Intel ‘Playing Politics’ Over Delayed Ohio Chip Factory, Alleges Governor

Intel’s decision to delay construction of a chip factory in Ohio has drawn a reaction from the Republican governor of that US state.

It was back in January this year when Intel announced it would construct the world’s biggest silicon manufacturing complex near Dayton, Ohio.

Intel estimated construction of the facility would cost up to $100 billion (£73bn) over ten years, and it committed an initial investment of $20 billion.

Intel’s proposed manufacturing plant in Ohio. Image credit: Intel

Ohio factory delay

But last month Intel signalled that Ohio chip factory could be delayed, or even scaled back, as the chipmaker waits for the US Congress to decide upon the US Chips Act.

Intel cancelled a 22 July groundbreaking ceremony at the Ohio site.

The US Chips Act was approved by the US Senate in March this year, but has yet to be signed into law.

The Chips Act sets aside $52 billion to significantly boost American semiconductor production and research over five years.

According to CNBC, Senator Minority Leader Mitch McConnell recently threatened new obstacles to the Chips Act passage.

And the same publication reported on its exclusive interview with Ohio Governor Mike DeWine, who said Intel’s delay the chip plant is about gaining ‘leverage’ with the US Congress.

Despite this, Gov. DeWine still has high hopes that Intel will proceed with the factory.

“I truly believe that this is the Midwest’s time. I believe it’s Ohio’s time,” DeWine reportedy said.

“The idea of delaying a ceremonial announcement, this sucks,” Intel CEO Patrick Gelsinger told CNBC’s Sara Eisen during an appearance Wednesday at the Aspen Ideas Festival.

But Gelsinger said without the legislation – and the aid – it does not make sense to move forward yet.

“It is a huge signal to the industry, to the tech community and to the world that the US is serious about building this industry on American soil,” Gelsinger said.

Negotiating tactic?

But Ohio’s DeWine has reportedly suggested the delay is a negotiating tactic by Intel to get the legislation passed.

“I don’t think they wanted to be in a position where they would say to Congress, we’re breaking ground, and Congress still hadn’t passed the Chips Act,” he said. “I think it’s a little bit of maybe leverage or a little bit of, hey, let’s pay attention to this.”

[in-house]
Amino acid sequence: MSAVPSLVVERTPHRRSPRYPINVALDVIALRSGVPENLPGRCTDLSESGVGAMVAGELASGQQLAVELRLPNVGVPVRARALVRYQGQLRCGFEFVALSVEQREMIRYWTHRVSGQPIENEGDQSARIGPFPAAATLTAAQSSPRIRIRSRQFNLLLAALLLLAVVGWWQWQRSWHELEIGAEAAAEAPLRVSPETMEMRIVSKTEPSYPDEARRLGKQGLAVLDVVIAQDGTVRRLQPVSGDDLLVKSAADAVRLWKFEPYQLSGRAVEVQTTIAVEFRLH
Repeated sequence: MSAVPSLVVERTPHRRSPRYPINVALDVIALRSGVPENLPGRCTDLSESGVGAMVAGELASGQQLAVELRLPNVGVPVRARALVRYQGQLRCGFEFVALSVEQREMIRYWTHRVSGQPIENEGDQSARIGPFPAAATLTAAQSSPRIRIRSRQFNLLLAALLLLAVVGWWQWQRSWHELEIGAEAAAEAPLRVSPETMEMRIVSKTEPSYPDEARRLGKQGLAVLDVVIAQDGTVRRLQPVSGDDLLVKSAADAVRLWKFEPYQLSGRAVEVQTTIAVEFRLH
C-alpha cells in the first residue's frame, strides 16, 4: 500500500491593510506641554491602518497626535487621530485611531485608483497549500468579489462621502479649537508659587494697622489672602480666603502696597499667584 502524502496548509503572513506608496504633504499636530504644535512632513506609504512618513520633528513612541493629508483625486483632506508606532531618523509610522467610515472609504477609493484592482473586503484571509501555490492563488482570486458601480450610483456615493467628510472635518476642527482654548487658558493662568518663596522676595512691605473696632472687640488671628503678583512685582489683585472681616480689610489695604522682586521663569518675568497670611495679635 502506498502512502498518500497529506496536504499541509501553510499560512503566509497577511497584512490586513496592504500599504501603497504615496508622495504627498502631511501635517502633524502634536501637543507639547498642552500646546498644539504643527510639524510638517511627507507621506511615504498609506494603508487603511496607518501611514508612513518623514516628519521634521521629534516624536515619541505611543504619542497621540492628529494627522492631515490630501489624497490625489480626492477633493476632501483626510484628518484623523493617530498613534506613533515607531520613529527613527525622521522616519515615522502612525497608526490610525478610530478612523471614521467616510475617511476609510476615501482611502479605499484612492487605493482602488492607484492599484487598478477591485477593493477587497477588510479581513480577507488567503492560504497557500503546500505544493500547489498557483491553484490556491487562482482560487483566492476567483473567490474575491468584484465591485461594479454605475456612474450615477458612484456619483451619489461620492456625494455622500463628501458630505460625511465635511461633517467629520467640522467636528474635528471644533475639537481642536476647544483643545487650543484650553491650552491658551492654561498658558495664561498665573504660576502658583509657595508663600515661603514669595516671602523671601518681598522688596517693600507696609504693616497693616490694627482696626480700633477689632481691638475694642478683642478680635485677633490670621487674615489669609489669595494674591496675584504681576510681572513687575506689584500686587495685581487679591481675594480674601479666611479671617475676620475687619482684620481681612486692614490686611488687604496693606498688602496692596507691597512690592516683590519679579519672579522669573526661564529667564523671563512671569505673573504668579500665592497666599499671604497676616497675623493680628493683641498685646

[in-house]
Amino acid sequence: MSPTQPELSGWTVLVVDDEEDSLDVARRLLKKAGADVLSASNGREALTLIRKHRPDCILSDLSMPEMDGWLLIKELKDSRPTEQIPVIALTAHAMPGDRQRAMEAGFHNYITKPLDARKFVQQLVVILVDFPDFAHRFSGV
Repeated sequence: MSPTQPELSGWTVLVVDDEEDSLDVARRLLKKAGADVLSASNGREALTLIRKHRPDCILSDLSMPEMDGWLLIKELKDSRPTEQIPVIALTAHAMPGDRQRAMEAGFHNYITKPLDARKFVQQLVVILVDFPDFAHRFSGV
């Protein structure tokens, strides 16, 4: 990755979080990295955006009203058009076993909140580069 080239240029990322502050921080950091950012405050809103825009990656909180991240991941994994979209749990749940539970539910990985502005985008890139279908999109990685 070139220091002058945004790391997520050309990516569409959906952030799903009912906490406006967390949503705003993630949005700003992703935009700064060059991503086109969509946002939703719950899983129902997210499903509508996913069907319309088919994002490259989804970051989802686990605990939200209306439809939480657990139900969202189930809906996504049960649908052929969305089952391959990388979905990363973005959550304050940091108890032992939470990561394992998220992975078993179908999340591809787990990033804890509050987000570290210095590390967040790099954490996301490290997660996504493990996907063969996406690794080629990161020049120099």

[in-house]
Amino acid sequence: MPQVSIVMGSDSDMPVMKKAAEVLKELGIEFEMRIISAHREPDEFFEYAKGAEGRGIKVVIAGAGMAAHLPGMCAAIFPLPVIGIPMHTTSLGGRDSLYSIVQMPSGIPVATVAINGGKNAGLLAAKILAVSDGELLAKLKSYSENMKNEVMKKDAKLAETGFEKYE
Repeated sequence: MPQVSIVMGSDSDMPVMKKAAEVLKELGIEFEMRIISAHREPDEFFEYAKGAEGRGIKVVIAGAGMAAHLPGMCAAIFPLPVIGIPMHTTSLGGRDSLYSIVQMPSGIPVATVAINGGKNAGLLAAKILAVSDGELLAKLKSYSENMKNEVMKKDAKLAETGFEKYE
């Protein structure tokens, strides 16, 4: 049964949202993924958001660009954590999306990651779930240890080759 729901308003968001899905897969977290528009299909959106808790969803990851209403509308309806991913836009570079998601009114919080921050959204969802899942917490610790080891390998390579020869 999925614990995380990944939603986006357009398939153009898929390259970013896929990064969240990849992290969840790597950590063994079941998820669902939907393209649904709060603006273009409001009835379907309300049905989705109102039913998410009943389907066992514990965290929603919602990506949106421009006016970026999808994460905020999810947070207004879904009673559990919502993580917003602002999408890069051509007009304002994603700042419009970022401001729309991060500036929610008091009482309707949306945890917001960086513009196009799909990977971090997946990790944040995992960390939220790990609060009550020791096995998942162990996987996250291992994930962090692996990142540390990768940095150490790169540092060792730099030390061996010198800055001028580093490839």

DeWine reportedly said he has received assurances from former colleagues on both sides of the aisle that the law will be passed soon.

And he said Intel has always told state officials that the scope of the project depended on the Chips Act funding.

DeWine said Intel told his team that the Chips Act funding would be the difference between a $20 billion project built over several years, and an $80-100 billion investment “within a relatively short period of time.”

“But they also said, ‘Look, if we don’t have the Chips Act, we just can’t do that. We’re coming to Ohio, but we’re not going to roll nearly as fast.’”

European investment?

Intel’s Gelsinger meanwhile confirmed that the chip giant is still committed to Ohio, but he said the scope of the project depends on whether the legislation passes.

“When we did the announcement, we said we’re either going to go slow and small, or we’re going to go big and bold,” he reportedly said.

At Aspen, Gelsinger indicated more investment could shift to Europe if the US Chips Act is not passed, which would be music to the European Union’s ears.

One potential stumbling block for Intel in Ohio, especially for its female staff members, is the fact that this US state has a strict ban on abortions after six weeks of pregnancy, which was signed into law by Governor DeWine in 2019.

With the recent the Supreme Court ruling that controversially overturned Roe vs. Wade, that Ohio abortion ban is now in force.

According to CNBC, Intel declined to comment on the law, except to reiterate its commitment to pay for out of state travel for employees needing reproductive care.

Tom Jowitt

Tom Jowitt is a leading British tech freelancer and long standing contributor to Silicon UK. He is also a bit of a Lord of the Rings nut...

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